Catching up with Danielle Viglione
Dec. 3, 2012
Danielle Viglione is one of the most prolific scoring guards in Texas Women's Basketball history. During her UT career from 1993-97, Viglione scored 1,658 total points and averaged 15.8 points per game. Against Houston in 1994, Viglione scored 48 points and sank 11 3-pointers -- marks that still stand as the best single-game totals in UT history.
Upon graduation in 1997, Viglione played in the inaugural season of the WNBA with the Sacramento Monarchs before playing nine seasons of professional basketball in Europe.
After retirement from basketball in 2007, she came back to her home town of Sacramento, Calif., and began working for a new skills academy through 24-Hour Fitness. Through promotion and achievements, Viglione was able to acquire the program and renamed it Sacramento Skills Academy, where she is now the co-owner and one of five trainers.
Viglione recently sat down to catch up with TexasSports.com.
What was your reaction to former Texas Women's Basketball coach Jody Conradt being honored with a statue at Frank Erwin Center? If any woman is deserving of a statue on the campus, it is Jody Conradt. She is the biggest reason I went to the University of Texas because of her dedication and sacrifice to women's basketball and to women's sports in general. Her passions for sports and women are just amazing.
What separated Jody Conradt and Texas from other programs around the country? What separated Jody Conradt from other coaches was her honesty and integrity when she was recruiting me, and I felt like she didn't tell me when I came in that I was the top player. She was so honest with me, I felt like I could go in and work my butt off and see what happens. Everything Texas had to offer and the feelings that I got from the administration and assistant coaches were completely genuine.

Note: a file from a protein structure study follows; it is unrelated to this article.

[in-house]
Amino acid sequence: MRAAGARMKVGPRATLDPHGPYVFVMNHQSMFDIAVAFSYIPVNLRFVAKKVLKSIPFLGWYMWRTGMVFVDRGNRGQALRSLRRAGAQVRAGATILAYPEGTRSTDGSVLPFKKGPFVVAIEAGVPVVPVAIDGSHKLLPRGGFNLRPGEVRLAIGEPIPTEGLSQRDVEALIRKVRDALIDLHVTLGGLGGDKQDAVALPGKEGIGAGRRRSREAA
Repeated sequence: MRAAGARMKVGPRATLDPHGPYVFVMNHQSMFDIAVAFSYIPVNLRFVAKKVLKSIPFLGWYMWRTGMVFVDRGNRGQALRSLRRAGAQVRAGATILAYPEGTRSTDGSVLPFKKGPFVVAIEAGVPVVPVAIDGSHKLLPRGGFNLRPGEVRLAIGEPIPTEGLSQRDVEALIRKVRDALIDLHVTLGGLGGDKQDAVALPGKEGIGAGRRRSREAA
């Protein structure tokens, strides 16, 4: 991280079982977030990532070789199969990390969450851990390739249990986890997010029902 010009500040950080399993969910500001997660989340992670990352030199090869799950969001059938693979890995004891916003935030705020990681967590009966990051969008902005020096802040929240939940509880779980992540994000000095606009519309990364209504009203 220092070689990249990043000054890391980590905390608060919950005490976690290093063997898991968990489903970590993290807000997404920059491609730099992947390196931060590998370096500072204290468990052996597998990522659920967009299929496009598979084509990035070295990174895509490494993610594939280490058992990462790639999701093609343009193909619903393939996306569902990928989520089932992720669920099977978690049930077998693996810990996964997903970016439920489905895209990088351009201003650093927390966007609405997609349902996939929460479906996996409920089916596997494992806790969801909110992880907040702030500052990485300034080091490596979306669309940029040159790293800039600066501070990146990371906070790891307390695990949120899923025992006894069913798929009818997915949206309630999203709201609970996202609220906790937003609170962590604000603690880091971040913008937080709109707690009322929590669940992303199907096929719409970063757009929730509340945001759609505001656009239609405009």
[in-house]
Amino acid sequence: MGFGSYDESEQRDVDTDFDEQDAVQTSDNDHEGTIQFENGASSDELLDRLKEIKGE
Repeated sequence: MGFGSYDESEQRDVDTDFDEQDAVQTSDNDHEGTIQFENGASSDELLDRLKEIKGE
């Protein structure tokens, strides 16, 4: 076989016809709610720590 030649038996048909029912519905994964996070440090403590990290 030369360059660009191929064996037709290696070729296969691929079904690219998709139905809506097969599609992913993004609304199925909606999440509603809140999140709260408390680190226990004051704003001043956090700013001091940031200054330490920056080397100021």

What has new Texas Women's Basketball head coach Karen Aston brought to the program? In the past few months since the hire of Coach Aston, I feel a part of the family again. I feel a part of the Texas alumni and the Texas tradition. When I played at Texas, every time I put on a Texas uniform, it was pride for me. I was proud to play at The University of Texas. She is bringing back that pride right now by engaging the alumni and engaging the fans. She is a special person for that program right now because she cares about bringing Texas to a point they were before. The coaches know the tradition, so when they put on that burnt orange, it's pride to them too.
What got you into coaching and training young athletes? When I retired from basketball six years ago, I had no idea what I wanted to do with my life. Every time I came home from overseas, I would train kids, whether it be high school, eight years old or professional, and I loved the training aspect of it. I was a gym rat when I was at Texas and I loved always being in the gym. It's all about helping people out and making an impact and difference in people's lives.
How has your training camp in Sacramento grown over the last few years? I started with about 100-200 clients and now we're over 3,000 clients. It's grown a lot in six years. The awesome opportunity about my job is you see kids when they're eight, nine, 10 years old grow up and you get to see them become mature adults. You teach them life skills. Even if they don't play past high school, they're still learning skills when they come to training. You're teaching them about hard work, patience, and the idea that you're going to get in return whatever you put into something and they see that in life.
How has college basketball changed since you graduated in 1996? I go back to the Texas campus now and I'm a little jealous. They have their own practice facility, their own weight room, and they've given a lot more to the sport I think. I thought back when I played that we had everything. They keep adding more and more to get these college athletes better. The game continues to change with more skills and athleticism of players. Just the overall knowledge has increased. Strength and conditioning coaches have more knowledge and have better techniques and trainers. I tell my clients that I wish I had a trainer when I was young.